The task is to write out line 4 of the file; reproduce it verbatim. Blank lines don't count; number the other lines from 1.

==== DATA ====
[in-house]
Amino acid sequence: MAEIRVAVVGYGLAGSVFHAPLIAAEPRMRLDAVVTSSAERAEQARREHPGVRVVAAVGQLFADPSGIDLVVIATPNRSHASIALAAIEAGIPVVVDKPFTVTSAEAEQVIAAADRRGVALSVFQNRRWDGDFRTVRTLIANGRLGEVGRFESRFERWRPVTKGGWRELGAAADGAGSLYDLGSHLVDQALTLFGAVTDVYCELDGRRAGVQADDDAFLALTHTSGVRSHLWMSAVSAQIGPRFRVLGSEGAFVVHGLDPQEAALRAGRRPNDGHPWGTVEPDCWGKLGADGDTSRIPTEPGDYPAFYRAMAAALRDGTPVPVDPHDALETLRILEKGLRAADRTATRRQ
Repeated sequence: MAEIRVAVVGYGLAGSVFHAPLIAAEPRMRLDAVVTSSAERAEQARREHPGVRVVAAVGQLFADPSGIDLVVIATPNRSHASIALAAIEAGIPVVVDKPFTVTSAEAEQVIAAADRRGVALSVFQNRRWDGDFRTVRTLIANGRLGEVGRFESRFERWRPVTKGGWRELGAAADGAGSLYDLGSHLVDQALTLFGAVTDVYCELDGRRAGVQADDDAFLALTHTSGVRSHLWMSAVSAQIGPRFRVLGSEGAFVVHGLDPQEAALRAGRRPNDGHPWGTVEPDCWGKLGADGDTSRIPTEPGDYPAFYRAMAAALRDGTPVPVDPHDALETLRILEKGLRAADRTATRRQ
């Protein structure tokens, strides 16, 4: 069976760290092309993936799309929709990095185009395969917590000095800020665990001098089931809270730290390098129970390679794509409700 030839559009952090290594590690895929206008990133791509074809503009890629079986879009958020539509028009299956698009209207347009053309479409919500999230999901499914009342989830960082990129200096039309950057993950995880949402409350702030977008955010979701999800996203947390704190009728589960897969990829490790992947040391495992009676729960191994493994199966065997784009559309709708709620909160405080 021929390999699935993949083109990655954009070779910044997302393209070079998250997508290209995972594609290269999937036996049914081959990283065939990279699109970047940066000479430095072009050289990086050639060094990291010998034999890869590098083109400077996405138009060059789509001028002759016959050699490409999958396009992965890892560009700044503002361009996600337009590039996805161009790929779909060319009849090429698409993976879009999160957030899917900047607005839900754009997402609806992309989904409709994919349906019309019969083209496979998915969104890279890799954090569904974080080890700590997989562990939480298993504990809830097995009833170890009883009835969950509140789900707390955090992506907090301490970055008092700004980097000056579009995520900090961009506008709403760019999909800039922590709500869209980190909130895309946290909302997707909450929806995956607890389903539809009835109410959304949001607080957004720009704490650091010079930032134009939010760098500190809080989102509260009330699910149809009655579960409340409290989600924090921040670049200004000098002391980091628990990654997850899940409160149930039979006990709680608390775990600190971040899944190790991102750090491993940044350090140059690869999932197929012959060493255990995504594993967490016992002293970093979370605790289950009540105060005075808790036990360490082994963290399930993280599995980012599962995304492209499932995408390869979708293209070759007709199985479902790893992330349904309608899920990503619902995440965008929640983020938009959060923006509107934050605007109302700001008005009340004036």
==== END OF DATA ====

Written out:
């Protein structure tokens, strides 16, 4: 069976760290092309993936799309929709990095185009395969917590000095800020665990001098089931809270730290390098129970390679794509409700 030839559009952090290594590690895929206008990133791509074809503009890629079986879009958020539509028009299956698009209207347009053309479409919500999230999901499914009342989830960082990129200096039309950057993950995880949402409350702030977008955010979701999800996203947390704190009728589960897969990829490790992947040391495992009676729960191994493994199966065997784009559309709708709620909160405080 021929390999699935993949083109990655954009070779910044997302393209070079998250997508290209995972594609290269999937036996049914081959990283065939990279699109970047940066000479430095072009050289990086050639060094990291010998034999890869590098083109400077996405138009060059789509001028002759016959050699490409999958396009992965890892560009700044503002361009996600337009590039996805161009790929779909060319009849090429698409993976879009999160957030899917900047607005839900754009997402609806992309989904409709994919349906019309019969083209496979998915969104890279890799954090569904974080080890700590997989562990939480298993504990809830097995009833170890009883009835969950509140789900707390955090992506907090301490970055008092700004980097000056579009995520900090961009506008709403760019999909800039922590709500869209980190909130895309946290909302997707909450929806995956607890389903539809009835109410959304949001607080957004720009704490650091010079930032134009939010760098500190809080989102509260009330699910149809009655579960409340409290989600924090921040670049200004000098002391980091628990990654997850899940409160149930039979006990709680608390775990600190971040899944190790991102750090491993940044350090140059690869999932197929012959060493255990995504594993967490016992002293970093979370605790289950009540105060005075808790036990360490082994963290399930993280599995980012599962995304492209499932995408390869979708293209070759007709199985479902790893992330349904309608899920990503619902995440965008929640983020938009959060923006509107934050605007109302700001008005009340004036």